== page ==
Jorge Lewinski - Francis Bacon, 1970
In the summer of 1963, a young photographer called Jorge Lewinski knocked nervously on the door of Francis Bacon's studio in South Kensington in London and asked whether he could take the artist's portrait.
After flicking through a portfolio of his work, Bacon invited Lewinski in and allowed himself to be photographed sitting amid the chaos, with a damaged circular mirror and numerous tins of paint brushes and pots of pigment behind him.
Bacon's art permeated his studio. He used the walls and doors as a palette. Newspaper articles and images ripped from books and Sunday magazines that had inspired him were scattered across the floor.
(Bacon boasted that he knew where everything was: at one photography session, the artist asked Lewinksi if he had seen a recent magazine article, before pulling a copy from the detritus.)
The point of his photo sessions with Lewinski was clear: Bacon wanted the public to see the sources of his creativity.
7 Reece Mews, as accommodation, was penurious. The floorboards and lightbulbs were bare, and the walls whitewashed – at least until they became smeared with an Impressionist poppy field of pigments. The bombsite studio was only large enough for Bacon to execute one painting at a time, and was dominated by a huge circular mirror, speckled black with age, which dated from his time as a Modernist interior designer. Bright Young Things who were wondering about “The 1930 Look in British Decoration” could have seen it alongside his steel-tube furniture in a feature in The Studio magazine of the same year. There were only two other rooms in the place: a poky living room/bedsit affair, and a rather unsavoury room which combined the functions of bathroom and kitchen, in which the moon-faced painter could do the washing-up while gazing at faded reproductions of his triptychs.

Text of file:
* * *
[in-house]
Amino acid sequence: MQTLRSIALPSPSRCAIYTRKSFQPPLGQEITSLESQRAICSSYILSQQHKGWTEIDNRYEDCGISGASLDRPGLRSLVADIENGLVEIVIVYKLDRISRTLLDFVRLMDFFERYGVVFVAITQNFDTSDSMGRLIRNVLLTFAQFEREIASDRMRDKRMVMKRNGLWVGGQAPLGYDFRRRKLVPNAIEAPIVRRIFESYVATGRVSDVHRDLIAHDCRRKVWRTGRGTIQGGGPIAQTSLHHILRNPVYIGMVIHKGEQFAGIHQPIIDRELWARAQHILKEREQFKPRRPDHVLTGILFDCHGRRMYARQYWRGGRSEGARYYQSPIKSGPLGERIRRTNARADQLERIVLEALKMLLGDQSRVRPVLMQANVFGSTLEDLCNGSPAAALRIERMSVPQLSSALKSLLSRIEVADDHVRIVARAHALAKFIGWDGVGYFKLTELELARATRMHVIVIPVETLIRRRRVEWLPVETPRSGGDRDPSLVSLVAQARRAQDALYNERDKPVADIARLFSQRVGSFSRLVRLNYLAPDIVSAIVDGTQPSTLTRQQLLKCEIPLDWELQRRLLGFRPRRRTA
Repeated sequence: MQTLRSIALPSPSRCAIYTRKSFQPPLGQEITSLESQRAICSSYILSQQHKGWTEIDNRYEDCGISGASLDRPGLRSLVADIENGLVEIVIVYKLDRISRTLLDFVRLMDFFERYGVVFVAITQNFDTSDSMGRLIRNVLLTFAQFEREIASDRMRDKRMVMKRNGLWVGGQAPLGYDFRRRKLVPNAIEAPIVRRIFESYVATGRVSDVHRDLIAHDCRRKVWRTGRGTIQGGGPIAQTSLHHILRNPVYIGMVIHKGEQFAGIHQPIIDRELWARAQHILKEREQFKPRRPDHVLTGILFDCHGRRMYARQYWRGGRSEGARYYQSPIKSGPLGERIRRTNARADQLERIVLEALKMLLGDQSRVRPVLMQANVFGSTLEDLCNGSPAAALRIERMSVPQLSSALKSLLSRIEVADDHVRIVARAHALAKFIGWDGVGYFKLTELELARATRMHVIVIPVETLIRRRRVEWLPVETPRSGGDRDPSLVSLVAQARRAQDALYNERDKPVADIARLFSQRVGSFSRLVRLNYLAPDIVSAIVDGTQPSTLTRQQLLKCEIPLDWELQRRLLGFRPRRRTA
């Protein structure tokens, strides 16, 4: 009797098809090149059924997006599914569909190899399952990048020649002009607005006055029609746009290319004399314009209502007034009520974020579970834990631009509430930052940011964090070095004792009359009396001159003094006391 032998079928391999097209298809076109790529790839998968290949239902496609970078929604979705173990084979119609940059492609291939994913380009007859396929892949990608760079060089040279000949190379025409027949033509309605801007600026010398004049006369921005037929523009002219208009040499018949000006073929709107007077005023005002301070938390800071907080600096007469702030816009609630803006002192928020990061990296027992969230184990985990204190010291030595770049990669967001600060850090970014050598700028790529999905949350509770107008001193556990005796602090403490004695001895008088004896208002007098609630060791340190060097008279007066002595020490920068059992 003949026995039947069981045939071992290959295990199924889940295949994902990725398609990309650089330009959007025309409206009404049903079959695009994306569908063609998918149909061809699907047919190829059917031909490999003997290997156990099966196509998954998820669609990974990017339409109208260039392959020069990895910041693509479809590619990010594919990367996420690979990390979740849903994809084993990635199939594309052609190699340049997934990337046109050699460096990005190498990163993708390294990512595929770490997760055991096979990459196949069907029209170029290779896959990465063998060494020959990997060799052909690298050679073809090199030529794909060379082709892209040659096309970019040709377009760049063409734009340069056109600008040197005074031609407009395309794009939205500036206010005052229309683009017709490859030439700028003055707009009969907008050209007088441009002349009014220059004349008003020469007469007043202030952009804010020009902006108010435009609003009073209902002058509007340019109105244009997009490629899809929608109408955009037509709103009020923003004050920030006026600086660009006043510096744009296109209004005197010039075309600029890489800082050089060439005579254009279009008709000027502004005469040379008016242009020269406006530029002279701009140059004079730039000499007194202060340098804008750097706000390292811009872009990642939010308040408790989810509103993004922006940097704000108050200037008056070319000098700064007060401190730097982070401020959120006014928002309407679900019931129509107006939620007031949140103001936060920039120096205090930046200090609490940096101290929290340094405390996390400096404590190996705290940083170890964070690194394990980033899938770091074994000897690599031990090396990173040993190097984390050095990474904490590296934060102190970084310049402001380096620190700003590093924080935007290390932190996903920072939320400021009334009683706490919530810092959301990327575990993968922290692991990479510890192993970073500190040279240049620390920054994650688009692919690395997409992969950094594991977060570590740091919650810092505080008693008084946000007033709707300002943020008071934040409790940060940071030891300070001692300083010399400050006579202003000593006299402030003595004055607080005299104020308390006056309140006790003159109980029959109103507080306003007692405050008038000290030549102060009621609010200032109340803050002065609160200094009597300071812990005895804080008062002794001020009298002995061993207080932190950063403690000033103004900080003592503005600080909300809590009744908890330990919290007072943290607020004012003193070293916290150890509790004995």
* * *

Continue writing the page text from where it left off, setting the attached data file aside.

That an artist at the peak of his fame, capable of selling paintings for six-figure sums, should continue to live in rented squalor for three decades seems incongruous. Bacon was far from tight-fisted – he led an extravagantly bon vivant life in the boozers and restaurants of Soho, running up thousand-pound weekly bills on champagne alone – so this was not the reason for his humble surroundings. He tried to move out on a number of occasions, but always found the South Ken pad to be the most conducive to creativity. Bacon was an admirer of Giacometti’s notoriously run-down studio in the Rue Hippolyte-Maindron in Paris, and clearly considered that his own shambolic studio lent him a similarly bohemian mystique. The pair had become friendly when the creator of bronze twig-men visited London in 1965; a photo of Giacometti lies among the many hundreds in the studio.
When Francis Bacon died, in 1992, the dust of raw pigment that had played havoc with his asthma was allowed to settle. It soon became apparent to the artist’s estate that the Augean studio was something of a self-mythologising work of art in itself. The accumulation of 30 years of brushes, corduroy trousers and, most importantly, reams of creased inspirational material were a carefully considered extension of the artist’s romantic self-image, and could make a significant contribution to the advancement of learning about Francis Bacon’s work.